The view from my veranda

A Compendium of News and Views

4th of December 2020


Shabbat Shalom! I hope you are well and keeping your sanity when politicians are clearly losing theirs!!


I woke this morning to a glorious, crisp, wintry morning and since the newspapers hadn’t arrived yet I took a puzzle book and went to sit on the verandah with my morning coffee. It actually felt really good to forget the world and its troubles and just sit taking in my surroundings. Despite everything that has happened in the last year, I truly believe I am very lucky.


On December the 2nd 1938, 200 children from a Jewish orphanage in Berlin were taken on a journey to Britain, a new and foreign land, to be taken in by families they didn’t know, who spoke in a language they couldn’t grasp. Some were as young as 2 years old. That was the day of the first wave of the Kindertransport. Central British Fund for German Jewry, later known as World Jewish Relief, was established in 1933 to support in whatever way possible the needs of Jews both in Germany and Austria. The writing of Kristallnacht was on the wall and these good people read them clearly. Most of the children were fostered, but some older children were taken to an old school in Windermere to be taught how to make a new life


Growing up in Cardiff I had the honour of knowing some of the Kindertransport children who grew to be incredible human beings, somehow unharmed by their childhood experiences. Hilde Cohen, Dr. Hilde Cohen, whose parents made the ultimate sacrifice when they put her on a train bound, ultimately, for Merthyr Tydfil, South Wales, with her Siddur (prayer book), photographs and a silver ladle. Hilde influences those around her until today, her emotional intelligence and joie de vivre legendary. I know she is one of thousands but here is the speech of just one who she influenced. Lord Polak in the House of Lords


So when one thinks about those incredible human beings, do we really have the right to complain? This isn’t an easy period of our lives, we miss our friends and family, miss hugging and kissing them but we know that unlike those children, we will see them again. We are in warm, comfortable surroundings and if we have the good sense to watch the least amount of news programmes to remain informed but not obsessed, life is bearable.


Obfuscation. What a perfect word to describe politicians! It would appear that we are currently surrounded by obfuscating politicians. Here’s one excellent op-ed about Netanyahu.


Israel has managed to acquire 4 million Covid vaccines, enough to vaccinate at least 20% of the population in the first round. Quite an achievement.


Perhaps the odious Roger Waters and the BDS people should talk to the Bahrainis about product labelling! One of the most positive outcomes of the recent agreements between Bahrain and Israel is that they have decided that all products made in the West Bank should be labelled “Made in Israel”. It isn’t a political decision, it is a humanitarian decision; virtually all of those employed in Yehuda and Shomron (aka West Bank) factories are Palestinians who receive equal salaries and benefits to their Israeli counterparts.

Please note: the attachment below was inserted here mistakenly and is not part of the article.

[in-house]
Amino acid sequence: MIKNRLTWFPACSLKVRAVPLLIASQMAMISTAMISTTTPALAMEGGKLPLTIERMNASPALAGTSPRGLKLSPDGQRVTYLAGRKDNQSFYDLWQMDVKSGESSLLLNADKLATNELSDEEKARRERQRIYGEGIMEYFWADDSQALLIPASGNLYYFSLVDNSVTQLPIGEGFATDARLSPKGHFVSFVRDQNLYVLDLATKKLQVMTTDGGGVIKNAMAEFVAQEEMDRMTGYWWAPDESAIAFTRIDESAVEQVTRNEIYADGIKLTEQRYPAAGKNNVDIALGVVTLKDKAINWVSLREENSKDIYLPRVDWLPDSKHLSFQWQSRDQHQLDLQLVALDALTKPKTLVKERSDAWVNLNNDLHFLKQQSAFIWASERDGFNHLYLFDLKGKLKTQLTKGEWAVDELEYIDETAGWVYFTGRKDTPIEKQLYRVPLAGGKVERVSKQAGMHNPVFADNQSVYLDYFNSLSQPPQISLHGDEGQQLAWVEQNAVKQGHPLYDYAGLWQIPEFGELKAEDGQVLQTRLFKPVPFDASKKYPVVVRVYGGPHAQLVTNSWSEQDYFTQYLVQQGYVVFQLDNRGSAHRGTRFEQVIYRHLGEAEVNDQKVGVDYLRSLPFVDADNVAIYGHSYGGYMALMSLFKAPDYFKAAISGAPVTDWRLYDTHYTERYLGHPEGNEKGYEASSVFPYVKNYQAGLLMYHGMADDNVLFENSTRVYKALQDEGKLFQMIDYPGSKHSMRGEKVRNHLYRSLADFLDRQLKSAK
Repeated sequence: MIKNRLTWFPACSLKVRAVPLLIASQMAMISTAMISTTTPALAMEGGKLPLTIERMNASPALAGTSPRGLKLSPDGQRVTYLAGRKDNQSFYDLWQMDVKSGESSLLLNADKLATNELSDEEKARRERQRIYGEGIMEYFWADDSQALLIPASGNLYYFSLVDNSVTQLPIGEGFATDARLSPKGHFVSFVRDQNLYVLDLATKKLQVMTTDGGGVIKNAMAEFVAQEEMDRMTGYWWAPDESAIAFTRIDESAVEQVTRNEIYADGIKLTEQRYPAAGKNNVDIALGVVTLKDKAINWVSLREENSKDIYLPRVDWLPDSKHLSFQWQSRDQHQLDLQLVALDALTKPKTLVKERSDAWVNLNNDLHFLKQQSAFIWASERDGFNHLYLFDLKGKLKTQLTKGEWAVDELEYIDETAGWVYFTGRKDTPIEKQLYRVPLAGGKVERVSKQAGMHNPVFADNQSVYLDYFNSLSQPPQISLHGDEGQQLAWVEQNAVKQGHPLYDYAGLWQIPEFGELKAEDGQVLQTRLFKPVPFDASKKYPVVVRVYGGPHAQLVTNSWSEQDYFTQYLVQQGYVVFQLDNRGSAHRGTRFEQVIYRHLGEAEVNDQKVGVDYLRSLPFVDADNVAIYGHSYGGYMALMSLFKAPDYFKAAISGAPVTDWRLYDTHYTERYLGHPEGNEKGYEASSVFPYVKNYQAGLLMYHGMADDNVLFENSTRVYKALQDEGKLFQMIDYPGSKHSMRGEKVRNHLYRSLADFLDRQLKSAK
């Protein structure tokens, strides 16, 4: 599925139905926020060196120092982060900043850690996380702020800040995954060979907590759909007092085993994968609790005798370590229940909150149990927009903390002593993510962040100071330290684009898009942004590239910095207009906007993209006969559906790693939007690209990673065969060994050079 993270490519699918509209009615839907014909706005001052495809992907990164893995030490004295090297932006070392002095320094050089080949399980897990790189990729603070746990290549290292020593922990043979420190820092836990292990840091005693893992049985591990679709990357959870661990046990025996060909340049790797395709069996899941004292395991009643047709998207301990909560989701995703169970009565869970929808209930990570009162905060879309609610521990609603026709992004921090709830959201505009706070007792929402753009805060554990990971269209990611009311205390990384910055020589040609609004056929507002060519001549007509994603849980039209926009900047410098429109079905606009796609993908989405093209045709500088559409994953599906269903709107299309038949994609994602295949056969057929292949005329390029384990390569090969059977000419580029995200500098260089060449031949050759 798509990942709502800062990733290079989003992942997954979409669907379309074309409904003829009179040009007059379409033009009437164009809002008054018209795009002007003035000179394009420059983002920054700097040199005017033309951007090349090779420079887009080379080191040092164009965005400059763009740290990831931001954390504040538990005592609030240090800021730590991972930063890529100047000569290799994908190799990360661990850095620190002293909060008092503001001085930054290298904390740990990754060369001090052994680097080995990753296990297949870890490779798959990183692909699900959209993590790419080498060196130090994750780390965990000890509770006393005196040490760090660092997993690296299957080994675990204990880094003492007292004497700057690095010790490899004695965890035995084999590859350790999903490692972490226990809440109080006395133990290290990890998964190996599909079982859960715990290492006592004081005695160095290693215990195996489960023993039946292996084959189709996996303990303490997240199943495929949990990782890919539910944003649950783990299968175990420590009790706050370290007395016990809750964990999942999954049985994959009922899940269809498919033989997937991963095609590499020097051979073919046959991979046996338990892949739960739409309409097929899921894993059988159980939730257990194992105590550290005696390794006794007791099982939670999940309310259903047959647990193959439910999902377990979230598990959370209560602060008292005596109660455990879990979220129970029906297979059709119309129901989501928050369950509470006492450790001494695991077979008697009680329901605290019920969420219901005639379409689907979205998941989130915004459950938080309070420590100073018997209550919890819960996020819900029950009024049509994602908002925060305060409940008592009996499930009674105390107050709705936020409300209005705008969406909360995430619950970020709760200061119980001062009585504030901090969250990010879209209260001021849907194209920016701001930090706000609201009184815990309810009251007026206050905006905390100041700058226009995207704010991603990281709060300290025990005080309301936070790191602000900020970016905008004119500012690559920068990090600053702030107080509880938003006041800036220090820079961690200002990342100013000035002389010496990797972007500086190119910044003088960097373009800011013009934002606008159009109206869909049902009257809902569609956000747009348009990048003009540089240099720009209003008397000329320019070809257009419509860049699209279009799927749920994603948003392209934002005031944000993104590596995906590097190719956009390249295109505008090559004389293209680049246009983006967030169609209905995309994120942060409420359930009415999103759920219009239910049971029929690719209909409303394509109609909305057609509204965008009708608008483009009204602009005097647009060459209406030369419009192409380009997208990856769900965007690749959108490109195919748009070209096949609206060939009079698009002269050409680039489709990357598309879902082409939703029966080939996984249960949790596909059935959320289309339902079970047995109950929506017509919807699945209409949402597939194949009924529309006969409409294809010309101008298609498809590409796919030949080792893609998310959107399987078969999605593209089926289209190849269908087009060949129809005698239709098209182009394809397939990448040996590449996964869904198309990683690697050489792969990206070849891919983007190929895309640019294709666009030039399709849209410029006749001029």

Jewish students in the USA, and many other countries but predominantly the USA, are in danger. They either keep their heads down, choose to go along with the BDS disinformation and the ludicrous apartheid state claims, or they get beaten up, shunned or demeaned. It is terrifying and for many of them Covid-19 home studying has brought a sigh of relief.


Rabbi Aharon David Hadash z”l, who passed away yesterday from Covid-19, was the spiritual leader of the world famous Mir Yeshiva here in Jerusalem. The parade to his resting place was attended by thousands of his followers, totally against Covid regulations. Between such incidents, the throngs attending the opening of shopping malls and 16-18 year olds celebrating their return to school, dancing and hugging without masks, we are fast descending into yet another closure. As I have said time and again it isn’t just the inefficiency of our leaders – it’s us! If we, the ordinary people, can’t manage to put on a mask and keep our distance we will reach the death rate of the Spanish Flu of 1919-1920.


If you have “Alexa” the chances are you had no idea that she is highly anti-Semitic. Among the many questions she responses to Jewish questions on Holocaust denial and “Jews control the media”. British Members of Parliament are fighting to have such responses wiped.


Absorption Minister Pnina Tamano-Shato came to Israel in 1984 with her family as part of Operation Moses, is a very special lady. This week she flew to Ethiopia on a special flight to bring the first of several thousand Ethiopians home to Israel. Their years of waiting is over and as they descended the steps of the aeroplane they knelt down and kissed the ground.


Fakhrizadeh was a terrible man. In the guise of a brilliant scientist he masterminded the Iranian military nuclear programme. This week, despite a bomb-proof car and multiple bodyguards, he was killed in a highly sophisticated targetted assassination. Of course the “blame” was laid firmly at Israel’s feet, after all we are the Zionist Entity and certainly sophisticated. I don’t know who actually carried out the assassination, but they deserve our thanks.